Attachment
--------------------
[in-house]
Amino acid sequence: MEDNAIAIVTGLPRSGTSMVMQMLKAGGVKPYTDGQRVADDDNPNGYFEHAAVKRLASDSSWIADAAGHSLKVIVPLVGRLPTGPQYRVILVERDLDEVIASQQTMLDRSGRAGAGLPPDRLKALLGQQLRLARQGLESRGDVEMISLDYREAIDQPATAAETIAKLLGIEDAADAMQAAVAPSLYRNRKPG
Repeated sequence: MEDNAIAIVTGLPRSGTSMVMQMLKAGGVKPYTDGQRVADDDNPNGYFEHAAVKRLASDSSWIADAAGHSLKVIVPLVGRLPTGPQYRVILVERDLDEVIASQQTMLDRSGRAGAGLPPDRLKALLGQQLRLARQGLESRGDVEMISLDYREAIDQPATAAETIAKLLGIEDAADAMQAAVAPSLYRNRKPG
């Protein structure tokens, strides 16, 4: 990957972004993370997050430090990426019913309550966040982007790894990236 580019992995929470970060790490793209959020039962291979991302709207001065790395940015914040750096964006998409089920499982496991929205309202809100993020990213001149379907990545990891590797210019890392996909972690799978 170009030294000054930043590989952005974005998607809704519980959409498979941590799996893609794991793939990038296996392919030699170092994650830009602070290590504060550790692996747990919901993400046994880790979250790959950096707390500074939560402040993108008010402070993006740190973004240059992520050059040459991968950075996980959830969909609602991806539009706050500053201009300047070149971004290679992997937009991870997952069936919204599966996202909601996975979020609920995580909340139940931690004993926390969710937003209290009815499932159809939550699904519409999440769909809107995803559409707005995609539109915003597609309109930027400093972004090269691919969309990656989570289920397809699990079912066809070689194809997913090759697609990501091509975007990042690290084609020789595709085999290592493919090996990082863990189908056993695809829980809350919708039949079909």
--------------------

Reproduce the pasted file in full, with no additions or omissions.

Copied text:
[in-house]
Amino acid sequence: MEDNAIAIVTGLPRSGTSMVMQMLKAGGVKPYTDGQRVADDDNPNGYFEHAAVKRLASDSSWIADAAGHSLKVIVPLVGRLPTGPQYRVILVERDLDEVIASQQTMLDRSGRAGAGLPPDRLKALLGQQLRLARQGLESRGDVEMISLDYREAIDQPATAAETIAKLLGIEDAADAMQAAVAPSLYRNRKPG
Repeated sequence: MEDNAIAIVTGLPRSGTSMVMQMLKAGGVKPYTDGQRVADDDNPNGYFEHAAVKRLASDSSWIADAAGHSLKVIVPLVGRLPTGPQYRVILVERDLDEVIASQQTMLDRSGRAGAGLPPDRLKALLGQQLRLARQGLESRGDVEMISLDYREAIDQPATAAETIAKLLGIEDAADAMQAAVAPSLYRNRKPG
């Protein structure tokens, strides 16, 4: 990957972004993370997050430090990426019913309550966040982007790894990236 580019992995929470970060790490793209959020039962291979991302709207001065790395940015914040750096964006998409089920499982496991929205309202809100993020990213001149379907990545990891590797210019890392996909972690799978 170009030294000054930043590989952005974005998607809704519980959409498979941590799996893609794991793939990038296996392919030699170092994650830009602070290590504060550790692996747990919901993400046994880790979250790959950096707390500074939560402040993108008010402070993006740190973004240059992520050059040459991968950075996980959830969909609602991806539009706050500053201009300047070149971004290679992997937009991870997952069936919204599966996202909601996975979020609920995580909340139940931690004993926390969710937003209290009815499932159809939550699904519409999440769909809107995803559409707005995609539109915003597609309109930027400093972004090269691919969309990656989570289920397809699990079912066809070689194809997913090759697609990501091509975007990042690290084609020789595709085999290592493919090996990082863990189908056993695809829980809350919708039949079909």